When Hillary Clinton is elected in three years one bad consequence will be the reemergence of nationalized health insurance on the American agenda. One hopes those pushing for this will note the Canadian Supreme Court struck down a Quebec law banning private health insurance. All these people here pushing for nationalized health insurance don't understand what's happening in all these other countries where they have such a beast. One of our delegates on one of our trade missions a few years ago had to have emergency surgery when we were in Britain--a completely dangerous and frightening experience. Other countries are going broke from nationalized health insurance. Lots of folks clamor for free health care but as has been noted here more than once, there is no such thing. It's a matter of who pays for it and who and how people get priority for being treated. Of course, we do need health care reform and Bush, by not tackling the issue, is making it more likely we will get bad health care reform, creating a system akin to Canada's.
We Already Knew That
What's remarkable about the Downing Street memo is that it is not really news We already knew Bush was committed to ridding Iraq of Saddam Hussein from John O'Neil's book and other sources. Last week's reports about the memo merely reaffirmed what we already knew. We also knew, as Sunday's Washington Post front page article also reaffirmed, that the Bush Administration had not prepared for post-war Iraq. To know that all we have to do is look around the last two years at what has happened there. But, reports at the time also indicated the Administration didn't understand what it was getting itself into (although many others did and tried to warn both the Administration and the American people). Both of these were big issues in the presidential campaign. But, a small majority decided it did not matter that Bush is such a screw-up. What continues to be remarkable is that for the last two years we have not committed the number of troops necessary in Iraq to make the risky policy even possibly successful. . This too is not a secret and has been reported on for the last two years. But, Bush continued to not listen until we are where are today.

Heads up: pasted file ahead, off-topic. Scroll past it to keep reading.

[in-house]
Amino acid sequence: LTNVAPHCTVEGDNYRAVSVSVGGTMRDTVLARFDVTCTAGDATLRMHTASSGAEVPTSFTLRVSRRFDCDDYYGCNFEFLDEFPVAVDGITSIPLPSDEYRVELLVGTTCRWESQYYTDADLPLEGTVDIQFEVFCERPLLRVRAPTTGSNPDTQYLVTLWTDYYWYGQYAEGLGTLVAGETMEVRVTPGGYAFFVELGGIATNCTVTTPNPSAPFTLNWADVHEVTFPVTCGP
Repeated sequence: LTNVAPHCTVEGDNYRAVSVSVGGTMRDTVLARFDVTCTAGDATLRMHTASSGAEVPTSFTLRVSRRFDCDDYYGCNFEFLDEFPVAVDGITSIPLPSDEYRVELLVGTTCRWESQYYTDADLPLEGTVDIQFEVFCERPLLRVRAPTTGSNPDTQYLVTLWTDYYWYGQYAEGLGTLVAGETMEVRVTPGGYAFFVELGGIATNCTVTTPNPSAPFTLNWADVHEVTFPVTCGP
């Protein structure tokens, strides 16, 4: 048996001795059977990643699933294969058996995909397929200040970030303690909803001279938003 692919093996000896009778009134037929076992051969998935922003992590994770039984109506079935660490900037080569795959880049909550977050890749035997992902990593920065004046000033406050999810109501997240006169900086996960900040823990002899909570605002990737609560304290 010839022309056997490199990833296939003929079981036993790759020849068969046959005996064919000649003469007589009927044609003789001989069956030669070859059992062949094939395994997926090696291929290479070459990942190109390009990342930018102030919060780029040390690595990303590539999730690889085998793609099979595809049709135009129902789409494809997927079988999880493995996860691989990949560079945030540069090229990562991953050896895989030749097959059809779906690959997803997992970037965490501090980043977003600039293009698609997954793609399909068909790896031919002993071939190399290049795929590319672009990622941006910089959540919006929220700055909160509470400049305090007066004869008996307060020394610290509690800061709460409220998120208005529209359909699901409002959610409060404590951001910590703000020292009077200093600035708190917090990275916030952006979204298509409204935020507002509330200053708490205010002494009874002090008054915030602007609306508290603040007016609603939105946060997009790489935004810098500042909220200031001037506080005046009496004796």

Friday, June 10, 2005
A Bakery Not a Pie
The often sensible PI columnist Bill Virgin falls into the economic trap that is snaring far too many folks nowadays. In talking about the EU and the recent constitution passing problems, Virgin argues